Scientists have constructed a device that can mimic the way a human female reproductive system works. They hope that this artificial structure, made from living tissue, can help find new treatments for diseases women normally contend with, from infertility to miscarriages and even cancers.
The device has been dubbed the EVATAR, a play on the word “avatar,” NPR reports. According to Teresa Woodruff, a biomedical engineer in the department of obstetrics and gynecology at Northwestern University and one of the scientists working on the project, “An avatar is kind of a digital representation of an individual in a virtual environment.” She adds, “So when we thought about this synthetic version of the female reproductive tract we thought of the word EVATAR.”
The researchers took tissues from human fallopian tubes, a uterus and a cervix donated by women who had gone through surgeries. They placed each type of tissue in individual plastic chambers that were connected using passageways so that fluid could circulate through.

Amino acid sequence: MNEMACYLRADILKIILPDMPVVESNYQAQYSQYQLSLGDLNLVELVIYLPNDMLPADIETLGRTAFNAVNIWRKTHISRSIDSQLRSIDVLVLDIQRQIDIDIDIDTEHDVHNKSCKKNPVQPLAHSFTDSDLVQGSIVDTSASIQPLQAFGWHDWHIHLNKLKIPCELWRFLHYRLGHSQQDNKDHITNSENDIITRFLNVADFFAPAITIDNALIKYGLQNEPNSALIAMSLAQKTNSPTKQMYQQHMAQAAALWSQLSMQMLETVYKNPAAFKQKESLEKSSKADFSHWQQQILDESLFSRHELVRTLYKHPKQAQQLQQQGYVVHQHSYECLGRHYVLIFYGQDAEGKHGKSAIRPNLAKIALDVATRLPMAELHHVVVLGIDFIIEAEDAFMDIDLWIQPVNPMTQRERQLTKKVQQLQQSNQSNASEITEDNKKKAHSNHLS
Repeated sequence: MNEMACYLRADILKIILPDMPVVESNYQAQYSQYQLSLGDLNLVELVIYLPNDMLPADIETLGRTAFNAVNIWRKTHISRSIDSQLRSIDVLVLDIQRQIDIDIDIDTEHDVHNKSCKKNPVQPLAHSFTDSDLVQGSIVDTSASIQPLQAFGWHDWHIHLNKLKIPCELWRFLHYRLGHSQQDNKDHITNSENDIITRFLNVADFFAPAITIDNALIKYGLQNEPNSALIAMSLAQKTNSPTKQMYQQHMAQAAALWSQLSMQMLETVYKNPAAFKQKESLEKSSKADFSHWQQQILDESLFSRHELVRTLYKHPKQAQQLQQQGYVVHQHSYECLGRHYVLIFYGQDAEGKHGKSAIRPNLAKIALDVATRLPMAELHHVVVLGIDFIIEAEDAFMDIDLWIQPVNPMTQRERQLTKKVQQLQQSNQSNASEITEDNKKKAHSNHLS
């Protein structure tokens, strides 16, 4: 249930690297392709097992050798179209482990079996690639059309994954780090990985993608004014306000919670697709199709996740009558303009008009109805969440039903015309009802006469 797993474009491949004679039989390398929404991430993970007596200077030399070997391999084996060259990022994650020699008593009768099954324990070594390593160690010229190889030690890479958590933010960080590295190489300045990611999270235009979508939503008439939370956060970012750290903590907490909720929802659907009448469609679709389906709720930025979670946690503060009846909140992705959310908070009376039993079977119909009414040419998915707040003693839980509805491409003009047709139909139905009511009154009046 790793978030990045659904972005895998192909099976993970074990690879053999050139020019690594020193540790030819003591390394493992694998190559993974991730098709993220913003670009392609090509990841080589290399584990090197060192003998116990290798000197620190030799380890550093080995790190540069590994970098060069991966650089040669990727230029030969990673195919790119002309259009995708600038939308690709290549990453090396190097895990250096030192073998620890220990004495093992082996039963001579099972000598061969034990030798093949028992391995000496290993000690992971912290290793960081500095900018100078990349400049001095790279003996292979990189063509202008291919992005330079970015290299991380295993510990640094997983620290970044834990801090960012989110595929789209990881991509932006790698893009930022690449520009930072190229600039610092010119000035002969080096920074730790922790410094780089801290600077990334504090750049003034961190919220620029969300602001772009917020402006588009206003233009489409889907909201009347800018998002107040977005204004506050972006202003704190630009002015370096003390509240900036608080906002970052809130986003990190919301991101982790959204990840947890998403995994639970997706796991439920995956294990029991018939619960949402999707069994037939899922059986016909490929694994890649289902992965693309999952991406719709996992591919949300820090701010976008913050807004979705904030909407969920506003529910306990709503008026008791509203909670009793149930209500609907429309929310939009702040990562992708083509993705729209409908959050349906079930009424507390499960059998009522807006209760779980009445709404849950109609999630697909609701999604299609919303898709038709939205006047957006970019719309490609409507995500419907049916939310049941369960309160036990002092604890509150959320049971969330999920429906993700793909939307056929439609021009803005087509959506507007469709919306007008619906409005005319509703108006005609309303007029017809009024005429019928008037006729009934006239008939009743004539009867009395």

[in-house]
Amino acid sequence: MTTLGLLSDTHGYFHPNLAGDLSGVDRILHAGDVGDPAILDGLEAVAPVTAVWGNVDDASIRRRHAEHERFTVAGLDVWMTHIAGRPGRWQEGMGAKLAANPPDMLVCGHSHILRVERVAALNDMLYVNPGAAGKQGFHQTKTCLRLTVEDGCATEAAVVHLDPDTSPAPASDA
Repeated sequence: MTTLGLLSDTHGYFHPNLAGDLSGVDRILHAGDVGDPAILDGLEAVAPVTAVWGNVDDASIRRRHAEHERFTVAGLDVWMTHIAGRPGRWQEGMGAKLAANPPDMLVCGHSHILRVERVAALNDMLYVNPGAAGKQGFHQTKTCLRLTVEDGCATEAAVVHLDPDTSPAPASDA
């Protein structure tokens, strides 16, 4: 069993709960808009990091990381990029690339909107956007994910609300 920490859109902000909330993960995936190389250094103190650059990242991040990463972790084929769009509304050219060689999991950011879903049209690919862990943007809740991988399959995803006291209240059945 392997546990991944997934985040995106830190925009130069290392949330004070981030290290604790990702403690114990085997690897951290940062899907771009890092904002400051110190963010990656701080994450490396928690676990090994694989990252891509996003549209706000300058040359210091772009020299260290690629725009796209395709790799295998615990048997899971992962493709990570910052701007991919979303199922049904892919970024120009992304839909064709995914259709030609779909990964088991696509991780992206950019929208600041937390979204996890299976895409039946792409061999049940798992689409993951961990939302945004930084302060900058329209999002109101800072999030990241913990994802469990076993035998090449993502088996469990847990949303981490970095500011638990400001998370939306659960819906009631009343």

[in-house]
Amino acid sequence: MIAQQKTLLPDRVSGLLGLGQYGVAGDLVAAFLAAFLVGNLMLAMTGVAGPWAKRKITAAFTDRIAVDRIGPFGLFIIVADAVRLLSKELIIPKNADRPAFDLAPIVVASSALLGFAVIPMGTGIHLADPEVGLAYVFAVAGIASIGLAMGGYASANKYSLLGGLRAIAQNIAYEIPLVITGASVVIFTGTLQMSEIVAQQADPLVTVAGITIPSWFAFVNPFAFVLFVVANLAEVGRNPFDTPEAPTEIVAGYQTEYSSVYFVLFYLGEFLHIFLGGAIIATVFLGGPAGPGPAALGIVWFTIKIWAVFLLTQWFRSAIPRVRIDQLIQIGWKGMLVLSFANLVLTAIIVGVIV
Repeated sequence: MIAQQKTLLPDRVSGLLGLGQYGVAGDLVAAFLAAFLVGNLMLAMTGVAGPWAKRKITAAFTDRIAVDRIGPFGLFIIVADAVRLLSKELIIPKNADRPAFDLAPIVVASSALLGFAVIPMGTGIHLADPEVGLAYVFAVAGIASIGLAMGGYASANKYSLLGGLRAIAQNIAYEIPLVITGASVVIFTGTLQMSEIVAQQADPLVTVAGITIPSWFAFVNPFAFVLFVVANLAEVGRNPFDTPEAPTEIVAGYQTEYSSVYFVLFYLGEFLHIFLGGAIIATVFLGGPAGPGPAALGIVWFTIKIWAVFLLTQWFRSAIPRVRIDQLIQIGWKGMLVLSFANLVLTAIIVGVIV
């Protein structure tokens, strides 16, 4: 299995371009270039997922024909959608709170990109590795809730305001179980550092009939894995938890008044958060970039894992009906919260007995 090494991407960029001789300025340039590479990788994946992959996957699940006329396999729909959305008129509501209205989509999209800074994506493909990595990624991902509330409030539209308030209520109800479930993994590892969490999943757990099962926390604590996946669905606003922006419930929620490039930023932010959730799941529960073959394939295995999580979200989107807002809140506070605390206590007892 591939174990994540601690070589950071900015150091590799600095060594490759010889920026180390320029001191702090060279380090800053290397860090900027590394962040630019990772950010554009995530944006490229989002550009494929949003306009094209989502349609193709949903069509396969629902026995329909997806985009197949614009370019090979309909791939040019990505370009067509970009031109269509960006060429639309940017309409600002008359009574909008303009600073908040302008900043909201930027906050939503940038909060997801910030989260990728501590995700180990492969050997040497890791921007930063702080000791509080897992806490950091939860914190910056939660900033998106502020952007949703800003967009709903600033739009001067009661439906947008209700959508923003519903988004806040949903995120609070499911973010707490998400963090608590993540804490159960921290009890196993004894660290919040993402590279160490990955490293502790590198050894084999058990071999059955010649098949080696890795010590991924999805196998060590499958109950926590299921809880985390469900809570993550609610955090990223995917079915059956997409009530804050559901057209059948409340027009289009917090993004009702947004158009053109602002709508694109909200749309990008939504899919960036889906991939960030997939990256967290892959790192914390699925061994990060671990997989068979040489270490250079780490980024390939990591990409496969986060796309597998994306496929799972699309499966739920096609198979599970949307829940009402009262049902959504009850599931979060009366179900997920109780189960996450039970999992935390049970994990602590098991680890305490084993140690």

One of the chambers had ovarian tissue from mice, because it is difficult to get human ovarian tissue. The system also had human liver tissue to enable it to filter toxins out, and is the size of a paperback novel.
The scientists then triggered the device to produce the hormones that a woman usually has during her 28-day reproductive cycle, which ended in the ovarian tissue releasing an egg.
We were able to recapitulate the full menstrual cycle — a complete menstrual cycle.
With the EVATAR, its creators hope that they can use their invention to learn more about the inner workings of the female reproductive tract. Woodruff says, “EVATAR allows us to think about all the organs kind of connected in a way that eventually we hope will be the future of personalized medicine.” This would hopefully include testing new drugs.
The researchers emphasize that they are only going to use the device for research purposes, and for finding new treatments for diseases. They have also started on a male counterpart of the EVATAR.
The study was published in the journal Nature Communications.